During her work, she enters details about her customers, including their full names, account numbers, and addresses. And the hacker sitting in the middle now has access to these details; thus, the information is exposed. 

Potential Risks of SSL Stripping Attacks 

SSL stripping attacks are very dangerous as they often take place without the user’s knowledge. Users don’t get to alter their behavior because they don’t even realize that something’s wrong. These attacks may pose risks like: 

Inaccurate Communications 

Stealing the login credentials through a man-in-the-middle attack can give the hackers access to several additional systems. This means that even if one system is susceptible to attack, it may also make other more secure systems vulnerable.  

Overall, the situation requires the security teams of an organization to ensure there’s no weak link, regardless of how insignificant any given connection point may seem.  

Fraudulent Transactions 

SSL stripping attacks don’t just allow the hackers to interrupt the information users send to a website — it also allows them to do the opposite and alter the communications back from the website to the user. This means that users may receive inaccurate communications back from the website as they were already altered by the hacker. 

Receiving false information in such a way can prompt the users to take a different set of actions than they would have taken originally, leading to various threats for both companies and individuals.  

Stolen Information 

With SSL stripping attacks, any information that users enter on the website is accessible to hackers and to anyone else because it is unencrypted. This can lead to stolen information (both sensitive and identifiable information) easily about a user or a company’s customers. 

READ: 5 Easy Tips to Secure your Website

How Can You Protect Yourself against SSL Stripping Attacks? 

A few tips that you can use in your environment for protecting your website against SSL stripping are as follows: 

Use Virtual Private Networks: VPNs protect user data on the websites, regardless of the connection type. If a user uses a VPN while viewing an HTTP website, data remains encrypted. This additional layer of security can help a single user or an entire network. 

Avoid Using Public Wi-Fi: Public Wi-Fi hotspots are often the target of man-in-the-middle attacks. Communications can be intercepted easily, or the user may be redirected to malicious websites.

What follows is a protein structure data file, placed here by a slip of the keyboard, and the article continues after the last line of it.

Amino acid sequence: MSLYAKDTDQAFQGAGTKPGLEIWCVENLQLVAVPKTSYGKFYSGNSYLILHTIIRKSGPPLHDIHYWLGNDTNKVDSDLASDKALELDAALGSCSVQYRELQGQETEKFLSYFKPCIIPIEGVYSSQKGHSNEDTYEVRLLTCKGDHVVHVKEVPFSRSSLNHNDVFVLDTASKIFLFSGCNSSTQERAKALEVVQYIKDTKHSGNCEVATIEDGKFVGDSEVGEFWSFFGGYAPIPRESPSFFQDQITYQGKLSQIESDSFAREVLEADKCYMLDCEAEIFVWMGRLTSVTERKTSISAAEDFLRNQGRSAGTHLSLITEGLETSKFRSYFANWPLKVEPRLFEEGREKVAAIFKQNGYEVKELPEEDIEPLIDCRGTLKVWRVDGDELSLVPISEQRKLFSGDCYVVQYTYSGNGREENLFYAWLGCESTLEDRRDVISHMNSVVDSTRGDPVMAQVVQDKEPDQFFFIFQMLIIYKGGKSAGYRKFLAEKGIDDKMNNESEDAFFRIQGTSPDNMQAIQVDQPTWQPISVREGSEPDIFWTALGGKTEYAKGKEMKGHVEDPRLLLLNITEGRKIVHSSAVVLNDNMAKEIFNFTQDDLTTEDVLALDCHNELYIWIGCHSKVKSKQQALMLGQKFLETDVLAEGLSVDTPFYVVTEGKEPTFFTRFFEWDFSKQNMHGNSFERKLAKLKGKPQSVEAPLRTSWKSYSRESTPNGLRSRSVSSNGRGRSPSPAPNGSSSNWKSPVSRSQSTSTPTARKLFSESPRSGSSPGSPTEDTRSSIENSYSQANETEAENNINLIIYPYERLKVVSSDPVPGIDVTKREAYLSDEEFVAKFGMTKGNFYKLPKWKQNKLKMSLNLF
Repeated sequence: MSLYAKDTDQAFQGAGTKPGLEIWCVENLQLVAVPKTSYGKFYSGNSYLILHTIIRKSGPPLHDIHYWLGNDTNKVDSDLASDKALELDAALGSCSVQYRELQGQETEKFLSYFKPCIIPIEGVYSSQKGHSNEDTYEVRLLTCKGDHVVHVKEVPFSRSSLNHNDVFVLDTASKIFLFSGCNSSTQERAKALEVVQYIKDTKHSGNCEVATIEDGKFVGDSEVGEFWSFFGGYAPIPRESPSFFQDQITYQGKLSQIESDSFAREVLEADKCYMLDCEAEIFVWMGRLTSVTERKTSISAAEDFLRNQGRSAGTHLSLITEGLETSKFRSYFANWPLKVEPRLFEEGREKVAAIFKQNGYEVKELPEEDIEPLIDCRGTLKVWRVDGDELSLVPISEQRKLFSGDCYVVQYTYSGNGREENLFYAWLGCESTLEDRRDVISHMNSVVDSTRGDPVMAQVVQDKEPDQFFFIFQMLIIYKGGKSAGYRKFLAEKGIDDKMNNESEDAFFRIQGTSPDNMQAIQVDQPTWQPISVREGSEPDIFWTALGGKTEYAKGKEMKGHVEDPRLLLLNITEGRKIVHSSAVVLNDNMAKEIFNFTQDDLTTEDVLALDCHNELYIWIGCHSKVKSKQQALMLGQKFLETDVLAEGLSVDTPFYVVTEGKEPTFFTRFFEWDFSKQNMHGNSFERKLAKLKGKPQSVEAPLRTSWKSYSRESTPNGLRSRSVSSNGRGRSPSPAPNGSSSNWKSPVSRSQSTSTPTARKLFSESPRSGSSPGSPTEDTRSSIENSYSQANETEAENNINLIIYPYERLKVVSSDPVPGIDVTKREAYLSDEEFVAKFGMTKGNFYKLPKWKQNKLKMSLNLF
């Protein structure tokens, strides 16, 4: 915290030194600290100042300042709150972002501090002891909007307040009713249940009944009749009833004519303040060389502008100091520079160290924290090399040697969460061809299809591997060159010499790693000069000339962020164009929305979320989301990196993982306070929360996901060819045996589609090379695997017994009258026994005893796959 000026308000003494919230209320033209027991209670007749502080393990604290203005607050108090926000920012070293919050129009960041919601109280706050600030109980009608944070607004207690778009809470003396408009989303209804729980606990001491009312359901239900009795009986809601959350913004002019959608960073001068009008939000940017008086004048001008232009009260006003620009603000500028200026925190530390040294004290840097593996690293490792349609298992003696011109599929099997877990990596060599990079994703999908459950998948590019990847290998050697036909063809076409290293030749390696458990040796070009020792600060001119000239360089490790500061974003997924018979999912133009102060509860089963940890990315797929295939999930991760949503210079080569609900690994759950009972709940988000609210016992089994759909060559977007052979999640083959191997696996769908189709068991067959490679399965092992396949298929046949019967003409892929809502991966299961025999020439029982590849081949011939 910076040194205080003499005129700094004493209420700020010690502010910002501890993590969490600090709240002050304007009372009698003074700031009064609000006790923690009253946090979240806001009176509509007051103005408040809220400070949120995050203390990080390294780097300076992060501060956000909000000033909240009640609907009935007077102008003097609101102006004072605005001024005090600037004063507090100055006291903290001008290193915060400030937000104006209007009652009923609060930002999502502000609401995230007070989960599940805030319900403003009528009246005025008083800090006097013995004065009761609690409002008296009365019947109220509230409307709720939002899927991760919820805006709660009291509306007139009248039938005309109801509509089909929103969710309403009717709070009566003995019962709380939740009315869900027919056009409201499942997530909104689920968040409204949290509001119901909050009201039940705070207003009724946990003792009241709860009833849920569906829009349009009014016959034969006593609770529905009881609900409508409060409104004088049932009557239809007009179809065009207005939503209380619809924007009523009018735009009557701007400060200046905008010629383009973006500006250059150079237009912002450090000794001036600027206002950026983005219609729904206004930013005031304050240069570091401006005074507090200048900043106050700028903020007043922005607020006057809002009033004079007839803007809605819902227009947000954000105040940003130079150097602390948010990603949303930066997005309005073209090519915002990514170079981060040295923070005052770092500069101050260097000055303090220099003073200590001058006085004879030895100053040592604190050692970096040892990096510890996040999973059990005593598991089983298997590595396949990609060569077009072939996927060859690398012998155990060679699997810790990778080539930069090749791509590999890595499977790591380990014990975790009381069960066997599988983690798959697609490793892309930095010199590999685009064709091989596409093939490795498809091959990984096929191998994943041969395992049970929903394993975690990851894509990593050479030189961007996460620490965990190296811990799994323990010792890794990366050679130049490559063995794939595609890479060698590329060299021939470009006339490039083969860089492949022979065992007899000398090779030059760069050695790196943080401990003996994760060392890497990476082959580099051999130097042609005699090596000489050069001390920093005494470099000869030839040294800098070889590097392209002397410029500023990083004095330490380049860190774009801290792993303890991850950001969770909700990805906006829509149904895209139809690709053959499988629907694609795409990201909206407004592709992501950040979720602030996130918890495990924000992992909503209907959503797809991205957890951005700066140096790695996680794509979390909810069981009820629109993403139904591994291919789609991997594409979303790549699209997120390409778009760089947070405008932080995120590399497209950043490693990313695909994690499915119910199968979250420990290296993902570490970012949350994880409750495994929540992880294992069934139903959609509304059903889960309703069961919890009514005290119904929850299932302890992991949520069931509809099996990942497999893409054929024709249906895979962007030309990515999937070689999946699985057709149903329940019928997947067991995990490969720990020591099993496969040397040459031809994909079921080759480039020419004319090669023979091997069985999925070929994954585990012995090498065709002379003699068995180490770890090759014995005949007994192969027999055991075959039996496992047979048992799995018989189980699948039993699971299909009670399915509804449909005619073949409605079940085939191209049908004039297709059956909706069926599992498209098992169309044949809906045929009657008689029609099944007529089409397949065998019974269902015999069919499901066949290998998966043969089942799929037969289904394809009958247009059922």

Enable Cookies and Bookmark a Secure Website for Future Use: If you’re on a trusted network, bookmark the websites where you enter your personal, sensitive information. Once you reach an HTTPS website, like a banking website, bookmark that secure website for future use, as it will always have an HTTPS connection. Along with this, enabling secure cookies ensures that all the cookie data is served with secure features. 

Never Click Unknown Links and Use HTTPS Always: The most obvious way to stop SSL stripping is by never accepting a connection to a website without HTTPS and never clicking on suspicious links. If any website that you want to visit has an HTTP connection, leave that website immediately and retype the URL. 

These simple tips can help you in minimizing the chances of being a victim of SSL stripping attacks. 

READ: How to Migrate from HTTP to HTTPS – A Complete Guide

Secure a Robust and Encrypted Connection for Your Website 

Hackers are constantly on the move to access sensitive information by coming up with clever ways to obtain it. Therefore, you should be one step ahead of them when it comes to securing and safeguarding the info of your website and your visitors. Thus, you need BigRock’s SSL certificate to help you out. It offers up to 256-bit encryption for maximum security. Learn more about our SSL certificate now by speaking with our representatives. 

READ: 5 Reasons Why SSL Certificate is Important for Your Website